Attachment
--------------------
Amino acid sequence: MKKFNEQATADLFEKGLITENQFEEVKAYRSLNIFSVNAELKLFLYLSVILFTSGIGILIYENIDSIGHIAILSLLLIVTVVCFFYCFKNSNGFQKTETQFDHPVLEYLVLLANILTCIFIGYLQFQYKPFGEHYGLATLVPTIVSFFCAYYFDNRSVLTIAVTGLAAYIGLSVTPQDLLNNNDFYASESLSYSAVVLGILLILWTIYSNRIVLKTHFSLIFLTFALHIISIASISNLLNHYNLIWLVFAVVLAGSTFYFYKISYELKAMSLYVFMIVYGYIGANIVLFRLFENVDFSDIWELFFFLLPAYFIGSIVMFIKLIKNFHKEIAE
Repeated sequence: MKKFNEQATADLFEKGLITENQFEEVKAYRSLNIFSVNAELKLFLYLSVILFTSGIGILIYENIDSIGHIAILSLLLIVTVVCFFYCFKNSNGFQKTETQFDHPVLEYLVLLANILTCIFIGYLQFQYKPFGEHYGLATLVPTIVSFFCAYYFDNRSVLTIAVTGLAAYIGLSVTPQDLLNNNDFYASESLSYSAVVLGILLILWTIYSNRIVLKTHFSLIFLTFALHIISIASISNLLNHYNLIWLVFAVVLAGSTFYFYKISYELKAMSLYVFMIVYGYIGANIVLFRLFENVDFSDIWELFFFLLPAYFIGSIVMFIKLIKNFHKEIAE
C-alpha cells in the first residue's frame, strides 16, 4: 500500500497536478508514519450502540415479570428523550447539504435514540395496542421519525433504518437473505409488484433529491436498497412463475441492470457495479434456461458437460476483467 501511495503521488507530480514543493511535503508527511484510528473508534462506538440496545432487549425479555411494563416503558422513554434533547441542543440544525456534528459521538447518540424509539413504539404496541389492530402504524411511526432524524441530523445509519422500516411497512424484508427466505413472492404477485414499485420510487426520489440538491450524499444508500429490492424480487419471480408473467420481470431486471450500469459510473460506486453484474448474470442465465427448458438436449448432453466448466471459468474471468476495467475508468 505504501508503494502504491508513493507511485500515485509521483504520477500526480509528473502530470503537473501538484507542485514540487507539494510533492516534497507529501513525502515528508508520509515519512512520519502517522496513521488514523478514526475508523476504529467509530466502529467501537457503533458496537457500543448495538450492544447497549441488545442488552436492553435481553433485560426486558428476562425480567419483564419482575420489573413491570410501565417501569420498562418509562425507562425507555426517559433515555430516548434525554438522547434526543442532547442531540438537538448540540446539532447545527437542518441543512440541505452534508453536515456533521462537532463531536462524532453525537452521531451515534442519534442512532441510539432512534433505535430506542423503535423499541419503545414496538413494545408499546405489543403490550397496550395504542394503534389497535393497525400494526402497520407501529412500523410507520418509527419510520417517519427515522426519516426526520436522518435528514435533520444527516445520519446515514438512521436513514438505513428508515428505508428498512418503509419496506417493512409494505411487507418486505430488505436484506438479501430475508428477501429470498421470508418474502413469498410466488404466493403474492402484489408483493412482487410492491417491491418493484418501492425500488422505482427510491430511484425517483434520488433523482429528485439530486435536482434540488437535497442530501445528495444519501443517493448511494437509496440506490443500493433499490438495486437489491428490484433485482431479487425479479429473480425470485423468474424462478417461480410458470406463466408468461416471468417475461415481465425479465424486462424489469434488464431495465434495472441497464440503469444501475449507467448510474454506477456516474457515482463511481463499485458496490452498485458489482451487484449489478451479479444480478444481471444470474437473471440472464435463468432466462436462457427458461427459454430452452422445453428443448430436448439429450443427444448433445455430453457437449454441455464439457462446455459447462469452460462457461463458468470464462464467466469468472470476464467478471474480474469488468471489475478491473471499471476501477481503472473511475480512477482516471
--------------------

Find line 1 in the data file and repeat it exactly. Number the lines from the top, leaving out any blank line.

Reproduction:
Amino acid sequence: MKKFNEQATADLFEKGLITENQFEEVKAYRSLNIFSVNAELKLFLYLSVILFTSGIGILIYENIDSIGHIAILSLLLIVTVVCFFYCFKNSNGFQKTETQFDHPVLEYLVLLANILTCIFIGYLQFQYKPFGEHYGLATLVPTIVSFFCAYYFDNRSVLTIAVTGLAAYIGLSVTPQDLLNNNDFYASESLSYSAVVLGILLILWTIYSNRIVLKTHFSLIFLTFALHIISIASISNLLNHYNLIWLVFAVVLAGSTFYFYKISYELKAMSLYVFMIVYGYIGANIVLFRLFENVDFSDIWELFFFLLPAYFIGSIVMFIKLIKNFHKEIAE